How-To: Low-inductance speaker cables

How-To: Low-inductance speaker cables


Want to be an audiophile but can’t afford the price tag? Try making your own low-inductance speaker cables, complete with “decorative oak sleeves.” Via BBG.

16 thoughts on “How-To: Low-inductance speaker cables

  1. Practicality says:

    Ah, my best friend, 12awg zip cord…

  2. Tim says:

    So could he tell the difference between this and any of the other speaker cables? Methinks not!

    1. Anonymous says:

      Don’t be silly. I’m sure any sufficiently discerning ear should be able to hear the extra dynamic wooden character attributed to the sounds.
      Good thing they used oak though. I hear that any less dense material would not be rich enough and only distract from the listening experience!

  3. Anonymous says:

    Utter nonsense. Any good audiophule knows it is all about the stain and varnish on the wood.

  4. japroach says:

    Even though this is a reprint ad article, it should explain why you might want to make your own cables: (basically the main feature, low inductance, is for electrostatic loudspeakers).

    If you’ve got some spare time to kill, he wrote two articles on cables:

    There is a lot of other good stuff as well:

  5. Jack of Most trades says:

    Any Audiophool worth his ears will tell you that the effectiveness of any notion, speaker oil, IC damping weight, gold power cord, etc. is directly proportional to the obscenity of the asking price.
    To make for yourself out of scrap what others pay $459/foot for is to risk getting drummed out of the local Hi-Fi club.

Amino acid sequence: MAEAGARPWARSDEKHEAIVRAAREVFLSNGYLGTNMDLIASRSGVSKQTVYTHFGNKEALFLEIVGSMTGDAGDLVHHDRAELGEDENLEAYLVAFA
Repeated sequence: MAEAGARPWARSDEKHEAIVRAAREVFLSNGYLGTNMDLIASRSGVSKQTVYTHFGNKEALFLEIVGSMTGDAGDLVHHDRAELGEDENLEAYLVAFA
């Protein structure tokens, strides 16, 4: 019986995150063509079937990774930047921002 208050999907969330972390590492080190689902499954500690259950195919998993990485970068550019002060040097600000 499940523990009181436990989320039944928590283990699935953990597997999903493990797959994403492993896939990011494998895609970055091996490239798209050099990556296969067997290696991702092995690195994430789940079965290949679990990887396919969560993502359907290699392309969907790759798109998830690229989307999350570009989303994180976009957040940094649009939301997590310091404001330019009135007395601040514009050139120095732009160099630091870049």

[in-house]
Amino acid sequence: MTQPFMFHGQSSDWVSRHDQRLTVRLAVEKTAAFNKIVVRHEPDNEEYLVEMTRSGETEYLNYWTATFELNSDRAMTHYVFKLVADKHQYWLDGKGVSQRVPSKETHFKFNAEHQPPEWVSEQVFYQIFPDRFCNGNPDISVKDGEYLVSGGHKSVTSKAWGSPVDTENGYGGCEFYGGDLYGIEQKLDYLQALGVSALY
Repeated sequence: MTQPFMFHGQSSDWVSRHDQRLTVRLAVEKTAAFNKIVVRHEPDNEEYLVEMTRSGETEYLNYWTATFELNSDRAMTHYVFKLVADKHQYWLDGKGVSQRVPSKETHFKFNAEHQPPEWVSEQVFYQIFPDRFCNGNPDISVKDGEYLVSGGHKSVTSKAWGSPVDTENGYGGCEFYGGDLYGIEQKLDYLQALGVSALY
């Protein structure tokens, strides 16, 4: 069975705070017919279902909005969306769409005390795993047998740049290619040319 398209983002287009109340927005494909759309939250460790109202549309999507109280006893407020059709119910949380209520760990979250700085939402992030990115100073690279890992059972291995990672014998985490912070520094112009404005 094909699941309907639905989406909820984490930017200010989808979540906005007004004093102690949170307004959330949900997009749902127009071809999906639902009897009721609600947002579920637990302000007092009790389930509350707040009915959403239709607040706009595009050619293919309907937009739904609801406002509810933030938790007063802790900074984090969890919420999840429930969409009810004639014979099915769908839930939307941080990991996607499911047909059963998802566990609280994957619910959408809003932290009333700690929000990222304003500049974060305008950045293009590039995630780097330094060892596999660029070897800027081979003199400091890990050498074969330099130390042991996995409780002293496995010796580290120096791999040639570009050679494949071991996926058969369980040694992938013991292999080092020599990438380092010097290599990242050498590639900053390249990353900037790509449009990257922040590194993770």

6. Yeah says:

    These would be hilarious if it wasn’t beating a dead horse. You’re lumping all audiophiles together. Us DIYers are skeptics as well.

  7. Anonymous says:

    Oh you guys have got to be kidding! Did you even read the page?

    You attack him for not for being able to “tell difference between this and any of the other speaker cables?” Yet never once does the article mention SOUND QUALITY!

    You make fun of the wooden block even though it is clearly noted that the purpose of the block is “To add a little personal touch” and it is clearly marked as DECORATIVE. Not everyone wants to drive around in a white car.

    @japroach Thanks for the links!

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Becky Stern is a Content Creator at Autodesk/Instructables, and part time faculty at New York’s School of Visual Arts Products of Design grad program. Making and sharing are her two biggest passions, and she's created hundreds of free online DIY tutorials and videos, mostly about technology and its intersection with crafts. Find her @bekathwia on YouTube/Twitter/Instagram.

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